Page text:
August 2, 2013

Liberated Desire: The Truth of One Woman’s Sexuality.

The first time I had sex, I didn’t want to.

I was 16, just turned and had been seeing this guy for a couple of weeks.

He was my first boyfriend and older then me. How much older, I didn’t know. He told me one thing and when I finally got my hands on his driver’s license, it told me another thing.

It was a bizarre situation, right from the beginning and I have no idea why I was seeing him. Best guess—he was interested in me and he was intellectually stimulating. He intrigued me.

One Friday night, we end up at his house and in his room. He’s bugging me for sex. We’ve barely only kissed and I’m a virgin. I’m saying no, over and over again.

It’s getting later and later, and by now I just want to get home—I don’t want to break curfew. At some point, sick of the whole situation and desperate to get out of there, I say yes. Sure, get it over with and then take me home.

Now, it seems like a strange choice. Why say yes when I didn’t want to? Why not just demand to get taken home? Why not walk out of his room and into the house? Were his parents there? I don’t remember. I don’t remember much.

It’s more than 20 years ago now and much of the situation doesn’t make sense to my 38 year old self.

I do remember lying flat on my back. I remember him putting on a condom. I remember watching the clock and wishing he would hurry up. I remember him stopping and telling me he had to change the condom and knowing he was lying to me and he couldn’t stay hard or get off because he knew I didn’t want to have sex and the condom was making it all too difficult for him.

But I still didn’t say anything.

I just lay there. Watched the clock. Disappeared out of my body. And waited for him to finish.

I was 16 years old, a virgin and a proclaimed feminist. I questioned teachers at school, I challenged my parents, I’d quit youth group because I couldn’t reconcile a loving God with the homosexuals go to hell party line.

Yet, still I said yes when I meant no because…because…because…I don’t know.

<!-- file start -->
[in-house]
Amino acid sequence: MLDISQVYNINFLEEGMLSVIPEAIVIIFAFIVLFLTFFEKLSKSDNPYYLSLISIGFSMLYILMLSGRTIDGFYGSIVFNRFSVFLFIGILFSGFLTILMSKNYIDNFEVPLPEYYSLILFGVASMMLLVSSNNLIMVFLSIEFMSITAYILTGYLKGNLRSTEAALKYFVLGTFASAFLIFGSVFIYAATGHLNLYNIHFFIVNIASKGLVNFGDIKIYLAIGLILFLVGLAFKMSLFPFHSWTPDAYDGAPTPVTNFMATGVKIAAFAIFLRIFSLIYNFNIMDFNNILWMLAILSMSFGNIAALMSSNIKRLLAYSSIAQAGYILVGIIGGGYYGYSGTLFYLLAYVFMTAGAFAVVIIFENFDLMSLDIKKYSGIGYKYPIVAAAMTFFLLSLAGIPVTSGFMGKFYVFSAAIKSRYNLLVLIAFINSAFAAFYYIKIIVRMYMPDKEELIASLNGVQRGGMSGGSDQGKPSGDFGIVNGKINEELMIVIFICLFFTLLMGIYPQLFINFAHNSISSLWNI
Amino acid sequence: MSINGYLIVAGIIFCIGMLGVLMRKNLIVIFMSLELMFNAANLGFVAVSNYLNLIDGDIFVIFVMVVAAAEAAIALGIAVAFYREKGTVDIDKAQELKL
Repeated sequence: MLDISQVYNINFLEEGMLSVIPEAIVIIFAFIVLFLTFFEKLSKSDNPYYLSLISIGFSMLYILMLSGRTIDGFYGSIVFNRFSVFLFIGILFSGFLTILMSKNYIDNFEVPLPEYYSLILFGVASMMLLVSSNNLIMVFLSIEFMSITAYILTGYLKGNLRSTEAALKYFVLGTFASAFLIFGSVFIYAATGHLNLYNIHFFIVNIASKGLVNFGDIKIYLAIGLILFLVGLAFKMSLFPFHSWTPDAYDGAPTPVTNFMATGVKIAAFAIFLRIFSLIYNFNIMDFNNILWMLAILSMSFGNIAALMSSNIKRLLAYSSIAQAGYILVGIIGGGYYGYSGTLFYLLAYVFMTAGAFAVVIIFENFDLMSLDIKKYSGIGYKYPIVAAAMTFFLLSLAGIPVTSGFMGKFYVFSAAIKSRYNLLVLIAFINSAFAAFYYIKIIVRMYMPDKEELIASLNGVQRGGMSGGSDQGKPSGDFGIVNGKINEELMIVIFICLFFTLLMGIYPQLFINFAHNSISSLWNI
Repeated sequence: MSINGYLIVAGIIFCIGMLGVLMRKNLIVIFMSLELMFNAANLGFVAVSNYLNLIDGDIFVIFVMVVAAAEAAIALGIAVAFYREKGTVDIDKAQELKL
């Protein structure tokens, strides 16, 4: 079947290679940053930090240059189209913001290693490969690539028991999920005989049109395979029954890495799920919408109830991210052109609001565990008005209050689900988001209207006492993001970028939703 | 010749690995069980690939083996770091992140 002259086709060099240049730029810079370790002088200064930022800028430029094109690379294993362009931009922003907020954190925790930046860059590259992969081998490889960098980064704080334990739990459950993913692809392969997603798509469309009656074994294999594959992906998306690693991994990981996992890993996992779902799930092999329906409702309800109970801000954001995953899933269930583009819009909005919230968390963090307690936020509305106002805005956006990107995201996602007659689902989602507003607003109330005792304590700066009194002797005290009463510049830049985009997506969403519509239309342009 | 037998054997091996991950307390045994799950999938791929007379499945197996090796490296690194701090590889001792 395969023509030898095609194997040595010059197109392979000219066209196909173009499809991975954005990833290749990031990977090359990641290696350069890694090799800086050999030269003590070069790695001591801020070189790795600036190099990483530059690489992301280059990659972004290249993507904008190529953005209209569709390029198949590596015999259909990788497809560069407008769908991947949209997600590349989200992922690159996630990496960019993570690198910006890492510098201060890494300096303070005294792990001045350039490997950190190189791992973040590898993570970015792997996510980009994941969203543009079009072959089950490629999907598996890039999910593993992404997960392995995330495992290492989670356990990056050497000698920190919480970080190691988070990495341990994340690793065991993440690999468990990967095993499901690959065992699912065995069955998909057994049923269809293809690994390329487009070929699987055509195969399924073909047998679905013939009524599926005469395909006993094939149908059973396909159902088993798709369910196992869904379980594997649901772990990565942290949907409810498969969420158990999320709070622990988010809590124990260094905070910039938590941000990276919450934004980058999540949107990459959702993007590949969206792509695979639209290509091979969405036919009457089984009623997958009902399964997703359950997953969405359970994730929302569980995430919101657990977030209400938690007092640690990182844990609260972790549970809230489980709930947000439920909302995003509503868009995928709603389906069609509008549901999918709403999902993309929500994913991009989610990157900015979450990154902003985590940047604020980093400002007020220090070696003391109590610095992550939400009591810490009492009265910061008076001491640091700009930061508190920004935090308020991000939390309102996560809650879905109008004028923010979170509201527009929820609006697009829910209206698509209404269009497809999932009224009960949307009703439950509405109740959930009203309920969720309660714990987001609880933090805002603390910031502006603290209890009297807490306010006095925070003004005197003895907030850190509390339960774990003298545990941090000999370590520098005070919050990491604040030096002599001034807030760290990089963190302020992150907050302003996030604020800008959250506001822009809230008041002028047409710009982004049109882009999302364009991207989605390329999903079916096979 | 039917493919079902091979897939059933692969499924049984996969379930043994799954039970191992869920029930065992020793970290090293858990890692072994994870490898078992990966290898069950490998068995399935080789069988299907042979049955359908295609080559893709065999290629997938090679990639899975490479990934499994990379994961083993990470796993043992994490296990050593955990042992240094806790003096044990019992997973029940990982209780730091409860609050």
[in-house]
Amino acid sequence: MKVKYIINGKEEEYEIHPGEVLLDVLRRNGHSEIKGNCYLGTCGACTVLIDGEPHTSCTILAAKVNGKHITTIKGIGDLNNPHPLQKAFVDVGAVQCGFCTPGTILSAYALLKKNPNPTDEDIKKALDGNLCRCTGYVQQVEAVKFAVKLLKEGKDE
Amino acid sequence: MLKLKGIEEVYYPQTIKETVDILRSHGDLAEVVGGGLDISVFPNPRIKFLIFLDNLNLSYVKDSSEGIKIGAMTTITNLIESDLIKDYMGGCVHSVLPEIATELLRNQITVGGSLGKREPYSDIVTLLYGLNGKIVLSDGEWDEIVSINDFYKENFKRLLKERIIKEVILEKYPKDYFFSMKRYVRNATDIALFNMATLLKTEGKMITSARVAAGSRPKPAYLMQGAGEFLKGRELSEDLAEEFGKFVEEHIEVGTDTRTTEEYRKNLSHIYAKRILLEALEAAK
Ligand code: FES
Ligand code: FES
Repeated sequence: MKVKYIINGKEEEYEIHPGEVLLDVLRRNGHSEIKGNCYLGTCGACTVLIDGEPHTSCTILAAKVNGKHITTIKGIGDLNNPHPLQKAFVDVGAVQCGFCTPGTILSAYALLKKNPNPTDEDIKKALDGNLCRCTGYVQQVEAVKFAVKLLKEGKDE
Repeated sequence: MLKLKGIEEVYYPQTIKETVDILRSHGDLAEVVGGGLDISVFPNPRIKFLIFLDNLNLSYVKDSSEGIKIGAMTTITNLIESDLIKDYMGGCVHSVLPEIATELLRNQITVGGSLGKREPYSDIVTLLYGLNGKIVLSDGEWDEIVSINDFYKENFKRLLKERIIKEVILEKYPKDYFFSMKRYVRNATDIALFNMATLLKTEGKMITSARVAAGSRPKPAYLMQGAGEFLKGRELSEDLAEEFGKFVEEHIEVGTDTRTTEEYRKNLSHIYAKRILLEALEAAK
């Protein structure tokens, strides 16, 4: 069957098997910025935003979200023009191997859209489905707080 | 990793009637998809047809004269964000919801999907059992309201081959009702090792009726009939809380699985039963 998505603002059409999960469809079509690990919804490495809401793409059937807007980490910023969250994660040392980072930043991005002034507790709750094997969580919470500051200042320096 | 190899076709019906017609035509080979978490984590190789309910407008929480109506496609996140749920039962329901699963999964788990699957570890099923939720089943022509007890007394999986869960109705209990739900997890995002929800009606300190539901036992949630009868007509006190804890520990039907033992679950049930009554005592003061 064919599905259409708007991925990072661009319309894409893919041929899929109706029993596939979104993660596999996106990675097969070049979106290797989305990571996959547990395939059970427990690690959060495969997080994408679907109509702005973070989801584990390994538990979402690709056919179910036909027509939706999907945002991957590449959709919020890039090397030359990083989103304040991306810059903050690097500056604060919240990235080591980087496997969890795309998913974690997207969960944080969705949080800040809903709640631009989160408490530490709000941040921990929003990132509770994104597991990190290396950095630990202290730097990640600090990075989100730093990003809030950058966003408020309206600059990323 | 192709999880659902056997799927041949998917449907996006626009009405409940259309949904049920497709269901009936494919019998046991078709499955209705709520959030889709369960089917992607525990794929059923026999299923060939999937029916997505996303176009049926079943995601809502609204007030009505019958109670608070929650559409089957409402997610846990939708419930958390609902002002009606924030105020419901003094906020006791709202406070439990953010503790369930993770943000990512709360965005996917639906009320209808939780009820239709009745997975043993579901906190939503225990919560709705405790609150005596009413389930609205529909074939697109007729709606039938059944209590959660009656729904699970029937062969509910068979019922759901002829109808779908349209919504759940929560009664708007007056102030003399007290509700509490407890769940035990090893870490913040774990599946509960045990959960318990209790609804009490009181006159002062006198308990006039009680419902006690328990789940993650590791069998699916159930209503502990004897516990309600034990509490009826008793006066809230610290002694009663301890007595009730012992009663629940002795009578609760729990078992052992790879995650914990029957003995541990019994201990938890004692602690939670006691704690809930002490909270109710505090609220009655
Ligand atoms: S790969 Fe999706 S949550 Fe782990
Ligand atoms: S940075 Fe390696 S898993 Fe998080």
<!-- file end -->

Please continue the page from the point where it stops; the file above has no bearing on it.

My memories of that night aren’t great. I got home—late for curfew and was grounded for the first and only time in my teenage years. I went to the toilet and discovered my intuition was right—he didn’t put on a second condom. I lay in bed and thought, I’ve just had sex. I’ve just had sex. I’ve just had sex. But I didn’t feel anything. I was numb, completely numb.

That one incident formed the bedrock of my developing sexuality. I didn’t have sex again for two years, and when I finally did, three months into relationship with my first love, I had to be on top. I had to be in control. My sexuality became assertive and dominating—because that was the only way I felt safe.

Because this is the odd thing about it all.

I was a strongly sexual being, even as a teenage girl. Yet in relationship with this man, I felt no particular sexual attraction to him. I was with him for intellectual reasons. And he had his own insecurities about how attractive he was to women.

My lack of sexual interest in him triggered those insecurities and made him anxious and demanding and belittling of me—I was a prude, and I was frigid. There was something wrong with me because I wasn’t attracted to him. At the time, I wondered if he was right. Was I a prude? I certainly hadn’t had much sexual experience. At 16, I’d only kissed one or two boys and I hadn’t done any other fooling around.

I doubted myself, and questioned my sexuality. So much self-worth is tied up in how we’re perceived sexually – and no one knows this more than a teenage girl. We’re conditioned to believe that being sexy means looking like and acting like the women portrayed in the media. Sexuality is an act we put on to please the men around us, it’s an act we put on to attract men. Our sexuality is an act.